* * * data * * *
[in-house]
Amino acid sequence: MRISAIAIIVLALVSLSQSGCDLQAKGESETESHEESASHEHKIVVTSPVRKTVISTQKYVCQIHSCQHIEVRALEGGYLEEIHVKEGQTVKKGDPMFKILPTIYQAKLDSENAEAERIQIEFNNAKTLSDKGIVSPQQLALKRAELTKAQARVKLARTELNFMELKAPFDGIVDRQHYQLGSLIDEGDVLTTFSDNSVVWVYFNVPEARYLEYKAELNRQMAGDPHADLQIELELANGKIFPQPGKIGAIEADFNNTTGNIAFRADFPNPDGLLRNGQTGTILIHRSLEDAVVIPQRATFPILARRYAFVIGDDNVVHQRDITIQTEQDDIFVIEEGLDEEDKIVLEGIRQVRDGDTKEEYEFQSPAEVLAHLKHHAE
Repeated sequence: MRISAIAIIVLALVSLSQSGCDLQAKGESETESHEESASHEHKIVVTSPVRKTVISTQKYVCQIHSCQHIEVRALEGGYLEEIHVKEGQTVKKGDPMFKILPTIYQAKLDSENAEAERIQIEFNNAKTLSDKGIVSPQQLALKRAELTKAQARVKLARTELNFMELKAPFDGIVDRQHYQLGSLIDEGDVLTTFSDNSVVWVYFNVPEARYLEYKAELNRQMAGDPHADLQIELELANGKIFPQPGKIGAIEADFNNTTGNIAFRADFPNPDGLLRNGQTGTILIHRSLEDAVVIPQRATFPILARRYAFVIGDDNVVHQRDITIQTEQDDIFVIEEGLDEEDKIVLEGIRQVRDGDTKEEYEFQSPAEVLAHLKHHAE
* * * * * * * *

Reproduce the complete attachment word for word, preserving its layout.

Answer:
[in-house]
Amino acid sequence: MRISAIAIIVLALVSLSQSGCDLQAKGESETESHEESASHEHKIVVTSPVRKTVISTQKYVCQIHSCQHIEVRALEGGYLEEIHVKEGQTVKKGDPMFKILPTIYQAKLDSENAEAERIQIEFNNAKTLSDKGIVSPQQLALKRAELTKAQARVKLARTELNFMELKAPFDGIVDRQHYQLGSLIDEGDVLTTFSDNSVVWVYFNVPEARYLEYKAELNRQMAGDPHADLQIELELANGKIFPQPGKIGAIEADFNNTTGNIAFRADFPNPDGLLRNGQTGTILIHRSLEDAVVIPQRATFPILARRYAFVIGDDNVVHQRDITIQTEQDDIFVIEEGLDEEDKIVLEGIRQVRDGDTKEEYEFQSPAEVLAHLKHHAE
Repeated sequence: MRISAIAIIVLALVSLSQSGCDLQAKGESETESHEESASHEHKIVVTSPVRKTVISTQKYVCQIHSCQHIEVRALEGGYLEEIHVKEGQTVKKGDPMFKILPTIYQAKLDSENAEAERIQIEFNNAKTLSDKGIVSPQQLALKRAELTKAQARVKLARTELNFMELKAPFDGIVDRQHYQLGSLIDEGDVLTTFSDNSVVWVYFNVPEARYLEYKAELNRQMAGDPHADLQIELELANGKIFPQPGKIGAIEADFNNTTGNIAFRADFPNPDGLLRNGQTGTILIHRSLEDAVVIPQRATFPILARRYAFVIGDDNVVHQRDITIQTEQDDIFVIEEGLDEEDKIVLEGIRQVRDGDTKEEYEFQSPAEVLAHLKHHAE